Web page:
First, all images are searched for tentative sources by a sliding-box source detection using the task eboxdetect. The initial run is made with a 20″ box size. Two subsequent runs increase the box size by a factor two each to facilitate searches for extended sources. Detections from previous runs are overwritten if one is found at the same position with a higher S/N. For each image i, a logarithmic likelihood

(1)

is calculated such that the measured counts ci = cs + cb within the detection box exceed the level of pure Poissonian noise. cs are the source and cb the background counts in the detection region. PΓ is the regularised incomplete gamma function

(2)

used here as the cumulative distribution function of a Poisson distribution. According to Fisher (1932), the natural logarithms of probabilities Pi from n independent tests of the same null hypothesis can be combined as , which follows a χ2 distribution with 2n degrees of freedom. The detection likelihoods of a source in n individual images is hence calculated as

(3)

making use of PΓ as the χ2 cumulative distribution function. The combined EPIC detection likelihoods are also called “equivalent likelihoods”, referring to Fisher (1932). All images are considered for which the source position lies within the detection mask. Their number can thus vary from source to source within one detection run. Sources are selected if their equivalent likelihood exceeds a pre-defined minimum, and passed to the task emldetect to calculate their parameters by maximum-likelihood fitting. A good likelihood cut represents a compromise between being as complete as possible with respect to real sources and as strict as possible with respect to spurious detections.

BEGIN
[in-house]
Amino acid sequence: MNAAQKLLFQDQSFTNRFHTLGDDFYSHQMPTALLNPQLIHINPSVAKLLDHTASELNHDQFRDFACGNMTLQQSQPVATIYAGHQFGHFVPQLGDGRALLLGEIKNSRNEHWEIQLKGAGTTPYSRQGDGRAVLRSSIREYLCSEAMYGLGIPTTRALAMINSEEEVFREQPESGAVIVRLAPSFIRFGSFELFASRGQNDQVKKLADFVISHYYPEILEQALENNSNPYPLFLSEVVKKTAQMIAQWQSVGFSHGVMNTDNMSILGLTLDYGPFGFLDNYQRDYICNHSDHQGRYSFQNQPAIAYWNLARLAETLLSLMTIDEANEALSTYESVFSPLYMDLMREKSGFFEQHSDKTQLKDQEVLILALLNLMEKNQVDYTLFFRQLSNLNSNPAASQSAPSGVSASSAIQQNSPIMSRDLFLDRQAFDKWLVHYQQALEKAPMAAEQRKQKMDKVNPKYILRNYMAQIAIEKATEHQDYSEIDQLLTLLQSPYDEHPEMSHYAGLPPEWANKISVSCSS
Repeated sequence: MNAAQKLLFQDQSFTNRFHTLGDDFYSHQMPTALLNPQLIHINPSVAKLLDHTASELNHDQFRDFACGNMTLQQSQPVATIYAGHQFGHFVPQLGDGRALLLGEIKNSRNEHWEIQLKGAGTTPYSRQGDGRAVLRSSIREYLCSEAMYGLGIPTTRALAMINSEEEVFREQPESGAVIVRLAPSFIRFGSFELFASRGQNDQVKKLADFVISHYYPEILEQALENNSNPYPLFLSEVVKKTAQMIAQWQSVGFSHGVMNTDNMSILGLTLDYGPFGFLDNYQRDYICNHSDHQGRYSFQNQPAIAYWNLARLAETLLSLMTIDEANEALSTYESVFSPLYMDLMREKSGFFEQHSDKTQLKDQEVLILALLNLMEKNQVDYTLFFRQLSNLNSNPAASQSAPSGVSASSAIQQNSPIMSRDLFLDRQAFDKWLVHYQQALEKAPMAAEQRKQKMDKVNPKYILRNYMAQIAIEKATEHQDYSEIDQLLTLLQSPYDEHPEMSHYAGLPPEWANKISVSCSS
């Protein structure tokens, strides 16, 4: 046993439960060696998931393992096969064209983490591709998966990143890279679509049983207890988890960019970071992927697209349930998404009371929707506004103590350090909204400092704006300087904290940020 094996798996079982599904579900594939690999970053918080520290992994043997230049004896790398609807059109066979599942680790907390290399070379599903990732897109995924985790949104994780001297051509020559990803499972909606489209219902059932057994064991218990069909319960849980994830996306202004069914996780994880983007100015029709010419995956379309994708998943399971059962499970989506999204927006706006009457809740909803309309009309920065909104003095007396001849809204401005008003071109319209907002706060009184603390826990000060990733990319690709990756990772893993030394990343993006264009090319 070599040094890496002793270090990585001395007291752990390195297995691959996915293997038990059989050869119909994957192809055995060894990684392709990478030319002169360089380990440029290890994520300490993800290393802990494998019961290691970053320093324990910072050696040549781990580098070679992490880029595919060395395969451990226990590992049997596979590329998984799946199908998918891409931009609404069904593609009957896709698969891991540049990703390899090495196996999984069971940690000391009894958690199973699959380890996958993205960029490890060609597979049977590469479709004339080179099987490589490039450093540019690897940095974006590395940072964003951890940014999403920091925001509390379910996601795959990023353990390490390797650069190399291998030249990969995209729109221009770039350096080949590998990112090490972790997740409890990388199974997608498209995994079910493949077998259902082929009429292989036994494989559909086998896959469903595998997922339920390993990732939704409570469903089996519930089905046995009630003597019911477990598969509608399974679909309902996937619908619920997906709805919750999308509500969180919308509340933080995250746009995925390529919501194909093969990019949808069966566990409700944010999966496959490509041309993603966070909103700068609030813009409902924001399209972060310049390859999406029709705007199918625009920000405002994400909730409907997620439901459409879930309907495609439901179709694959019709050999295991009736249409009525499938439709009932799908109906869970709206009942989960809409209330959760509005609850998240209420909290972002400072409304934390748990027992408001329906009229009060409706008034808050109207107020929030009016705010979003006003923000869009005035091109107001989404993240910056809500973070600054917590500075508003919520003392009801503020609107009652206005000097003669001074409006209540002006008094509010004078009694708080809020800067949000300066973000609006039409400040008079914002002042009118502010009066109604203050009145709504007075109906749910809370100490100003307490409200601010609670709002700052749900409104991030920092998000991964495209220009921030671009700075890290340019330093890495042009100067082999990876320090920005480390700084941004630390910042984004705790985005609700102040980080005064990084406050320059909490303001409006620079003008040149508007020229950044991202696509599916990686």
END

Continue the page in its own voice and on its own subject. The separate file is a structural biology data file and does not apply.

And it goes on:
The equivalent likelihood depends on the number of photons in the detection box and on the number of images over which they are distributed, because the large number of images in multiple observations leads to large corrections when combining their individual detection likelihoods according to Eq. (3). In particular, the sensitivity of the sliding-box detection decreases if few counts are distributed over an increasing number of images (cf. Sect. 2.4). To avoid the loss of real sources solely because of the number of images of multiple observations, the stacked box detection step was hence reduced to the same number as used for a single observation: one image for each EPIC instrument and energy band, limiting the number of images n in Eq. (3) to fifteen. Therefore, the corresponding images of all contributing observations are summed per instrument and energy band by the task emosaic within edetect_stack; likewise the corresponding exposure maps, background maps, and detection masks. These mosaics are exclusively used in the sliding-box run. However, transient sources that are significant in a subset of the observations may disappear from the pre-selection if box detection is restricted to the mosaics. Thus, eboxdetect is also called for each observation separately. For the stacked catalogue, a likelihood cut of five is used in all eboxdetect runs. The source lists of all observations and the one based on the mosaics are merged by srcmatch within a fixed radius of times the pixel size, chosen to cover the area of two by two pixels. The matching radius for standard images with a default binning of 4″ thus becomes 11.3″. The likelihood column of the merged source list holds the maximum detection likelihood of a source.